Sean Godsell’s career as an architect has been inspired by his interest in Asian architecture and it’s geographical immediacy to Australia, in particular the use of spatial devices within a structure. He talks of 'the connected plan', an interior that can be divided, traversed, or opened up at will. (INTEXT REF) This topic discussed in detail throughout the essay. When studying both localized and regionalist approaches to design it is clear that Godsell has taken on board all areas of this topic and his broad oeuvre represents this. There is an evident focus upon a localized approach to architecture, with his projects an observable response to their immediate surrounds in the landscape. In particular Godsell’s Glenburn house and The Carter Tucker House. Regionally speaking, as already mentioned, it is evident in almost all of Godsell’s works that he reflects upon and draws inspiration from neighboring Asian countries, drawing key elements and applying them respectively to his localized approach. Some prime cases of Godsell’s regionalist approach are his Peninsula house and also the St Andrews Beach House. Godsell; all the while responding to local and regionalist influences has put a lot of time into creating entirely flexible public dwellings, emergency housing, which can be adjusted and enhanced to whatever conditions they are placed in. This paper will draw examples of emergency housing from Future Shack, Park Bench House and also Bus Shelter House.
Godsell’s Glenburn House has found context from two diverse landscapes, set within the hills in the rural area of Glenburn, the home has been placed submerged upon a hilltop setting flush to it’s highest point flattening the space creating a horizontal emphasis while earning a sense of belonging within the landscape. Leon van Schaik found metaphor, however, between the buildings form and that of the ocean “The box is presented as a ship slicing through swells of earth.” INTEXT REF(APRIL 08, Architectural Record.) Both these responses to the landscapes embody a localised approach due to their response to nearby landscape.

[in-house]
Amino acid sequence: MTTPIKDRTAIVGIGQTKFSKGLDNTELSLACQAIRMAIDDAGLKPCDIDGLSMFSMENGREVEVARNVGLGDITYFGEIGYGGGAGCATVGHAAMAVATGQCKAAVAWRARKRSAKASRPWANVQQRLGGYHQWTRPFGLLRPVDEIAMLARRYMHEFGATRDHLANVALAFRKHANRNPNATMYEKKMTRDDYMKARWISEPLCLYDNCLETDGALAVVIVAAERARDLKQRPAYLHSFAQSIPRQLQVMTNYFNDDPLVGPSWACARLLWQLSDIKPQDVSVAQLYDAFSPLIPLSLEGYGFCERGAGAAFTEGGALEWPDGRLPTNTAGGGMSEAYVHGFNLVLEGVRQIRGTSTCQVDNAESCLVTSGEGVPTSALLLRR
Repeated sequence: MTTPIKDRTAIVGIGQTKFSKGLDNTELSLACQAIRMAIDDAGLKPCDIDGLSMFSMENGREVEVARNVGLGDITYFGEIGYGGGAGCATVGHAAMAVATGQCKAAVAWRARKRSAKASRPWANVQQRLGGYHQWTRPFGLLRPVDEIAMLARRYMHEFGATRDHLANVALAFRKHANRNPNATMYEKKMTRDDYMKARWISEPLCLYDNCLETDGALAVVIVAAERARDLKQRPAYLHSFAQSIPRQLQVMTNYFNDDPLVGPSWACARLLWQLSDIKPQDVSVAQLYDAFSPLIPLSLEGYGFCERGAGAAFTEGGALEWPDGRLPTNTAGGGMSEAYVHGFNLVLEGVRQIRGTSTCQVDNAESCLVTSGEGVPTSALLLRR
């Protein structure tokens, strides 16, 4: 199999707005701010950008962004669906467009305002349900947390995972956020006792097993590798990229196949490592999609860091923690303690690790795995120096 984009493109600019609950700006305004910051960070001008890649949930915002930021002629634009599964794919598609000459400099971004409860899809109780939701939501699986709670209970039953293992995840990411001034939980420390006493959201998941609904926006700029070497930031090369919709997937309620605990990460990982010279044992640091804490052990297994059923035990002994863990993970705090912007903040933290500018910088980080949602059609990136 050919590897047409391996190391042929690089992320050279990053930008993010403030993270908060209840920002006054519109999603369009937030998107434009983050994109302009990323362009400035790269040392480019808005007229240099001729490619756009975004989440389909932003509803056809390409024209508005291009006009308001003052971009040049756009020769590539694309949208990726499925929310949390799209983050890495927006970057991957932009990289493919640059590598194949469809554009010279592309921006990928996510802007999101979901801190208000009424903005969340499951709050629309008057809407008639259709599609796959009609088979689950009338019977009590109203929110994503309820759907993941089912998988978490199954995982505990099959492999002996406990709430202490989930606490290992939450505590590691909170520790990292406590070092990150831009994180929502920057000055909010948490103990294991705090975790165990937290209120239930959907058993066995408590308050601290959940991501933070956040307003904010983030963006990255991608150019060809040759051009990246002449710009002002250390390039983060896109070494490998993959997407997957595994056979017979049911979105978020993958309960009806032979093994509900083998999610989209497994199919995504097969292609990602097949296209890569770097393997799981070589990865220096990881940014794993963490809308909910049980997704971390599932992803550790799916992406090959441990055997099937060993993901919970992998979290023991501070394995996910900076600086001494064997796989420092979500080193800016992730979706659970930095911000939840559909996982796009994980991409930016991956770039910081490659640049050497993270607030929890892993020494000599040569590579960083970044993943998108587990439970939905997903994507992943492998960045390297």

Godsell has taken this localised approach and utilised the landscape at every possible opportunity. By insetting the building into the hill the western façade is shaded protecting the building from massive solar gain during the summer months. Being embedded in the hill also protects occupant from strong winds and harsh weather.
Due to it’s beautiful surrounds Godsell had to battle with the desire to capture and make the most of views while also protecting the inhabitants from excessive heat and cooling. He achieved this by utilising flexible steel type shutters that allow themselves to be adjusted depending on the weather so as to make the most of views of Australia’s Great Dividing Range and either shade or allow the sun onto the building. This coupled with double-glazing allows for the building itself to have a higher amount of glazing as opposed to insulated structure....